Except, that is, for the fact that she was talking to herself loudly and was holding a pink carton of cheap wine.

“It is security, you see. I don’t trust a man, and security is inside me. You have to stay inside the clothes, inside the pants. The pants are protection, they protect me. But I am an attractive woman. If another man come near I go away. But if another woman approach me,” and here she sounded a little defensive, “then that is okay, I mean I am an attractive woman. A woman can look at a woman and appreciate her and I don’t mind if a woman looks at me.” She took a drink from her pink bottle, and the smell of wine washed over the English tourists as well as the others on the platform. Just then, the train arrive, and everyone boarded, including the mad woman.

She sat across from the English couple and fell silent for a time. When a fat man with a tiny dog boarded at the next station and sat next to her, she got up at once and moved into the narrow space between the Englishwoman and a bearded businessman. She started talking again. “It is like the jackets, do you know the jackets in London?” she turned to the businessman. It wasn’t clear whether he ignored her or nodded for she kept speaking almost at once. “There are nice jackets in London, long coats. Every person should have them, they are made of good fabric, of, what is it called… Not wool, it’s not wool. It’s not like the jeans. There are jeans that are made of denim, and they are the color of – the color of indigo. How do you say indigo in German?” she turned to the Englishwoman.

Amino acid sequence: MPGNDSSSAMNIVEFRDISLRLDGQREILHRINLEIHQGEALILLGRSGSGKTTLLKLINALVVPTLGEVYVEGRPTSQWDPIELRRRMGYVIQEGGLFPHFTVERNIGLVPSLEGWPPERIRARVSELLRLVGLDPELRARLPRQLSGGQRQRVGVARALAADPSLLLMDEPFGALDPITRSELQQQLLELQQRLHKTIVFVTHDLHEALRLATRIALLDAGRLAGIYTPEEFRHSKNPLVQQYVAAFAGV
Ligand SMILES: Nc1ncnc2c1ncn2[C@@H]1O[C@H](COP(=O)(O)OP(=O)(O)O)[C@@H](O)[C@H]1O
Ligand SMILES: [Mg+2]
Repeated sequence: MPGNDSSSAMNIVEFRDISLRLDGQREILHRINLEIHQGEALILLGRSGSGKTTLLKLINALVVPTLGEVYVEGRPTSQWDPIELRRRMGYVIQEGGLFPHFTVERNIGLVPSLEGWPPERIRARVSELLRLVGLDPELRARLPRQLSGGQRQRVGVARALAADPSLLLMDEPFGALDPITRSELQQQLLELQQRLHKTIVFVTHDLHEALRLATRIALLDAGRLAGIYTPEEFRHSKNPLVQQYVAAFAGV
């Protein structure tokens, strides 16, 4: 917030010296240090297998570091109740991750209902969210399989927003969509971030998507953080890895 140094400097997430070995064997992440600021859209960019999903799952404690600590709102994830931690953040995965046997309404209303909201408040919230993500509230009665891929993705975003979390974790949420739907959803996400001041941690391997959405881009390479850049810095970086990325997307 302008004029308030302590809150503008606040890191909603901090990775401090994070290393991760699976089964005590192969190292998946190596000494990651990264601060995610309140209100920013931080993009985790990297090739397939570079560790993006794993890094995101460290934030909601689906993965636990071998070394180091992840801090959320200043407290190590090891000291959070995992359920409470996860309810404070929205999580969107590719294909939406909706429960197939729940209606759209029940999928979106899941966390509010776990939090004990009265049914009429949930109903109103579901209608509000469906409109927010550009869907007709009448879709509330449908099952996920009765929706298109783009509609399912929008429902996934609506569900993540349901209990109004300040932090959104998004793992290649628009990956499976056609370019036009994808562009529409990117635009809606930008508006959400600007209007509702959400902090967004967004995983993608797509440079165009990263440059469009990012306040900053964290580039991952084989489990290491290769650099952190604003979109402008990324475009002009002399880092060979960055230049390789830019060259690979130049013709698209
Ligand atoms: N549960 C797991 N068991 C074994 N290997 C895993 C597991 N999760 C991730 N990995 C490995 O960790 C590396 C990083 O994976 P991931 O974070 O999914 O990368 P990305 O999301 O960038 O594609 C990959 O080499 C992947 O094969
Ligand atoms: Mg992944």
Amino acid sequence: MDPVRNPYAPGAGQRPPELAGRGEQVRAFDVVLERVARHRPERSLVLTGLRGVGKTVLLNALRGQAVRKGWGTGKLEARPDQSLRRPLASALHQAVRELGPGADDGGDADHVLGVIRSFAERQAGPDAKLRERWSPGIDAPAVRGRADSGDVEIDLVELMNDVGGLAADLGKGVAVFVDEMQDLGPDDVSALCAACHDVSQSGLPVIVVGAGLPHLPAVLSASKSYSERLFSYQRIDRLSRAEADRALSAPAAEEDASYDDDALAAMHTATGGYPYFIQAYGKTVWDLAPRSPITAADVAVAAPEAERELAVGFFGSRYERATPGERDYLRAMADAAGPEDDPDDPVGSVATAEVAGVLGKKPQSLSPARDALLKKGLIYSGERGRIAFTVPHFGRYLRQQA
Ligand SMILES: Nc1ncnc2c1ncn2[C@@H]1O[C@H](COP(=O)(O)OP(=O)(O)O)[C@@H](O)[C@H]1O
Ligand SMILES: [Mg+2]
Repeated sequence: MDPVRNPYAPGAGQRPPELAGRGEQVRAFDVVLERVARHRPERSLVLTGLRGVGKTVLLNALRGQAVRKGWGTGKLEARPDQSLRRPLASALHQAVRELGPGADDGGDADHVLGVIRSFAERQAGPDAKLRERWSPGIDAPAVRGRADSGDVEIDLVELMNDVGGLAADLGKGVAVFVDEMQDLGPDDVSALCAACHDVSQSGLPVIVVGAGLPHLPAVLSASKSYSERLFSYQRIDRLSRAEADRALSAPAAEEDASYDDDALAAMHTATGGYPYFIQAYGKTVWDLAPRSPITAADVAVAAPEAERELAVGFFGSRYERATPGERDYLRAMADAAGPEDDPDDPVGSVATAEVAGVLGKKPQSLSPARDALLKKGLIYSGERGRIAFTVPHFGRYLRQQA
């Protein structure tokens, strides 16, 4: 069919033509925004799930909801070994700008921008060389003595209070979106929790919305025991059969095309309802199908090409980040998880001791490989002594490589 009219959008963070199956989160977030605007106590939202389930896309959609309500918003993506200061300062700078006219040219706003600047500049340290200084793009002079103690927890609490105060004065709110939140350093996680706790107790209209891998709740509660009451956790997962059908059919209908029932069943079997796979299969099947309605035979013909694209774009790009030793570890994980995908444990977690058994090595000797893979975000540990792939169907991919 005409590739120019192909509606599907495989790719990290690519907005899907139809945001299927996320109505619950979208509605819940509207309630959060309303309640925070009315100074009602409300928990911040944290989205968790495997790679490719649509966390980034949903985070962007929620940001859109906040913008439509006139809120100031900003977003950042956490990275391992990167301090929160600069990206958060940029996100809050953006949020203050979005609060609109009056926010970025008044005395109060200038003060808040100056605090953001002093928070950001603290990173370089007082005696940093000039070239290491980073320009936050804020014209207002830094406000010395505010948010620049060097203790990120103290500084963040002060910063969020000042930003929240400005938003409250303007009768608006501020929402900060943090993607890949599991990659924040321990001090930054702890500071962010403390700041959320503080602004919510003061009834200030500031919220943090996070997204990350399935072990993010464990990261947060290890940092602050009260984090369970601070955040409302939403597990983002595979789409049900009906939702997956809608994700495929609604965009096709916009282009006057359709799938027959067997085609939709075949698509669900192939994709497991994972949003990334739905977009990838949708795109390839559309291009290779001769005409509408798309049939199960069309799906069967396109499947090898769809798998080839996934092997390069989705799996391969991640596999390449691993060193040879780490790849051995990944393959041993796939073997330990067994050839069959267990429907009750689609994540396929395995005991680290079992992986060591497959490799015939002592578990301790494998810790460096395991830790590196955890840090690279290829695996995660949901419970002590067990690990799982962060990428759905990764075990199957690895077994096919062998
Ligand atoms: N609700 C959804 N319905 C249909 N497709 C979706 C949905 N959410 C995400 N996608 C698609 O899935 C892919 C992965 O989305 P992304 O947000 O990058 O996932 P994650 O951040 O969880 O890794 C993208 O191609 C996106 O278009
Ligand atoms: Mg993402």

“I don’t speak German, I’m sorry,” the tourist said, shrugging and smiling, but drawing closer to her companion so as not to brush the woman’s jacket.

“That’s right, you’re not from here,” the mad woman dismissed her at once and continued speaking of fabrics and jackets in America as opposed to those in London. She got off at the next stop, still speaking to herself in a loud, coherent voice, as if she were having a conversation with someone else. The English tourists probably never saw her again, but there was no way they would forget this strange and lonely woman who chose them as smoking- and seat-companions on a short journey on the U-Bahn in Berlin.